Traditional language of Ireland experiences revival
Dia Dhuit! Sláinte, Lá Fhéile Pádraig!
Saying “God be with you! Cheers, happy St. Patrick's Day!” in Ireland's national language takes more than adopting a corny brogue.
And, careful with that pronunciation — English phonetics don't dictate every word. For example, “dhuit” is pronounced gwitch.
With a revived interest in Irish Gaelic known as Gaeilge (gwayelga) happening both in-country and around the world, more people are learning to speak a language previously associated mainly with the country's past.
At the University of Pittsburgh, Dublin-native Marie Young teaches a six-level course to students interested in learning about Ireland's culture, connecting with their own ancestry or just looking to expand their global awareness.
According to the US Census, there are 34.5 million people with Irish ancestry nationwide. There are more than 244,000 in Allegheny County.
“For the amount of Irish-American connections here, it's an added connection to home,” Young says. “It's an opportunity for a cultural tie to the past.”
All Ireland natives must learn Gaeilge during their schooling. There are 350,000 native speakers, predominantly in Northern Ireland. While the majority of people speak English, as well, there are three regions in the north, west and south of the country where Gaeilge is considered the more-prevalent language.
Interest in the traditional language is growing with a younger generation, Young says.
There is a television channel with programming only in Gaeilge — Teilifis na Gaeilge. The Irish government is providing more funding to better the Gaeilge education students receive in school, and more colleges are increasing their Gaeilge course offerings.
“They don't want to lose it,” Young says. “There's a fear it will be lost.”
To hear real Gaeilge, a tourist in Ireland has to get out of the city, Young says. It's mainly spoken by natives in the country.
Young's goal is to equip her students with enough confidence to be able to pull up a stool next to one of those natives and carry on a conversation.
The students are of varied backgrounds and majors. Some take the class as a language requirement. Others signed up after hearing how much fun a friend had learning Gaeilge.
Alex O'Neill, 20, a senior political science and communications major from Scott, took the class to connect with her family's Irish heritage. She admits the pronunciations were a tad intimidating at first, particularly that tricky “gwitch.”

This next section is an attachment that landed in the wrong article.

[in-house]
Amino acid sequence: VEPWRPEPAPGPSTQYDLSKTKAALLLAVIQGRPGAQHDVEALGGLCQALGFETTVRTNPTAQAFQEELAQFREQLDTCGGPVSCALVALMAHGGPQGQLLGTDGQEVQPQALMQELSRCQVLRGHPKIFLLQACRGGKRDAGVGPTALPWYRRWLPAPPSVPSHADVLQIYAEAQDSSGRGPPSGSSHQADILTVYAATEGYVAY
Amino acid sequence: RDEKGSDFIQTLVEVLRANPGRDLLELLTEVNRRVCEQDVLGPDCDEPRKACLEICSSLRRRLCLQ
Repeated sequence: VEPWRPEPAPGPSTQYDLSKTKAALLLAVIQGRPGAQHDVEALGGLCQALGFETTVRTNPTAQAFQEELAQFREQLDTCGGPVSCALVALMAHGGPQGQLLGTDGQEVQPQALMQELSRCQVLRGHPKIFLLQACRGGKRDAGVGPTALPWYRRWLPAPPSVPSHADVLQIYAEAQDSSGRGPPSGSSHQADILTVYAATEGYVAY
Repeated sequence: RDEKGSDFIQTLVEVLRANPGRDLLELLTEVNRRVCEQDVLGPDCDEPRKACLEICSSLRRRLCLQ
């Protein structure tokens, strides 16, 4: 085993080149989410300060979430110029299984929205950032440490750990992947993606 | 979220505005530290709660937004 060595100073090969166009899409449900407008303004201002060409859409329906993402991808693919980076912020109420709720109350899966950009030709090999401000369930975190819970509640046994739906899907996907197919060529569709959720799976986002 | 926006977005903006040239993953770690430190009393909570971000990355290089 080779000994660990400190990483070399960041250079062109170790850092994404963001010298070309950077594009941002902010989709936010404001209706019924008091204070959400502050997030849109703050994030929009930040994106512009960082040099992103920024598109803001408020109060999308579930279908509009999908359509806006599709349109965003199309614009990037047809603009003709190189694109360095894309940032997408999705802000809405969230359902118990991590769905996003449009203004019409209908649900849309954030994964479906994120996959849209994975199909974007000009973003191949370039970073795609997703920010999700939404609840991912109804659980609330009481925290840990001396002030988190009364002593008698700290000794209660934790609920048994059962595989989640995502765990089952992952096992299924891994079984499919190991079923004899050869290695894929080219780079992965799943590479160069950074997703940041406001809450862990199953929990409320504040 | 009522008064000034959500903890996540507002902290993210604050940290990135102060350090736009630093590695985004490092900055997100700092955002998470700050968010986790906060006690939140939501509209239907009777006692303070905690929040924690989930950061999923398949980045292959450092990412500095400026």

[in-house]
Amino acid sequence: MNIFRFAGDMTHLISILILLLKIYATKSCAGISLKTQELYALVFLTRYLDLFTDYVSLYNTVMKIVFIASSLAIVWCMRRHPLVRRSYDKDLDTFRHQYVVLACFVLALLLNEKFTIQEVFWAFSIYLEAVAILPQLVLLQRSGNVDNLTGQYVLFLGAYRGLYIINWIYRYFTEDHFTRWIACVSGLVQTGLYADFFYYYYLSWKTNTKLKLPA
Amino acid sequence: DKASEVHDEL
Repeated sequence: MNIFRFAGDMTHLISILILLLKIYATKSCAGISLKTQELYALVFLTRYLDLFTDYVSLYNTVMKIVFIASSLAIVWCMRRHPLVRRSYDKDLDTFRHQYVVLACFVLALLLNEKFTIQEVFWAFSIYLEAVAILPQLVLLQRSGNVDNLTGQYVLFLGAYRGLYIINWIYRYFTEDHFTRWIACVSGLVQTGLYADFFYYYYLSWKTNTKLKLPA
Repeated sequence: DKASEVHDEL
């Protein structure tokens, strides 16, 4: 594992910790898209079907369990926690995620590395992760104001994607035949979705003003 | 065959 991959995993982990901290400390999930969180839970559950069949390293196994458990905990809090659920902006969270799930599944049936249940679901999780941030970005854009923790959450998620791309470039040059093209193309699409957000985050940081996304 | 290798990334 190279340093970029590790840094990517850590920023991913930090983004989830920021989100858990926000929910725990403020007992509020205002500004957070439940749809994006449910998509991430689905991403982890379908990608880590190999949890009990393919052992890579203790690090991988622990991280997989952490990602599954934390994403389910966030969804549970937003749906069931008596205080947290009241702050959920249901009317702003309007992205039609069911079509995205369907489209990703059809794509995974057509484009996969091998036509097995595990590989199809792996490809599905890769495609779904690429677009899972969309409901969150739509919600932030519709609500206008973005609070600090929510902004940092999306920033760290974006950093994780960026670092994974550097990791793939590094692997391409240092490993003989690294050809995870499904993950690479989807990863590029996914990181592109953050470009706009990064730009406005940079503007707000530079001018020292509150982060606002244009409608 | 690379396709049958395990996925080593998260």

“At first, we were all so confused and thought we'd never get this,” she says. “But Marie really helped us through. She's a fabulous teacher.”
In a recent class, students chatted about the day's current events — everything from Evgeni Malkin's concussion to Jennifer Lawrence's Oscar tumble — all in Gaeilge, with Young occasionally interjecting to teach them a new word.
When Erin Long, 16, a freshman from Lebanon, Ohio — who skipped a few grades to get to college early — struggled to tell the class about the pottery she painted that weekend, Young helped her learn the phrase “chuir mé peaint ar” — to put paint on.
“This class is one of the reasons I came to Pitt,” Long says. “I love Irish culture, and when I heard about this class, I said, ‘I have to go to Pitt.'”
The students took a minute to learn “Lá Fhéile Pádraig!” in honor of the upcoming holiday.
While Americans tend to reduce St. Patrick's Day to green beer and shamrock shakes, the holiday is a more conservative event in Ireland, Young says. It's a religious holiday commemorating St. Patrick, patron saint of Ireland, and the arrival of Christianity in the country.
Many Ireland natives are envious of the spectacle Americans produce each year, Young says, but do not appreciate the shortened expression of “St. Paddy's Day.”
“And green eggs and ham?” Young says with a smile. “What's that about?”
Rachel Weaver is a staff writer for Trib Total Media. She can be reached at 412-320-7948 or firstname.lastname@example.org.
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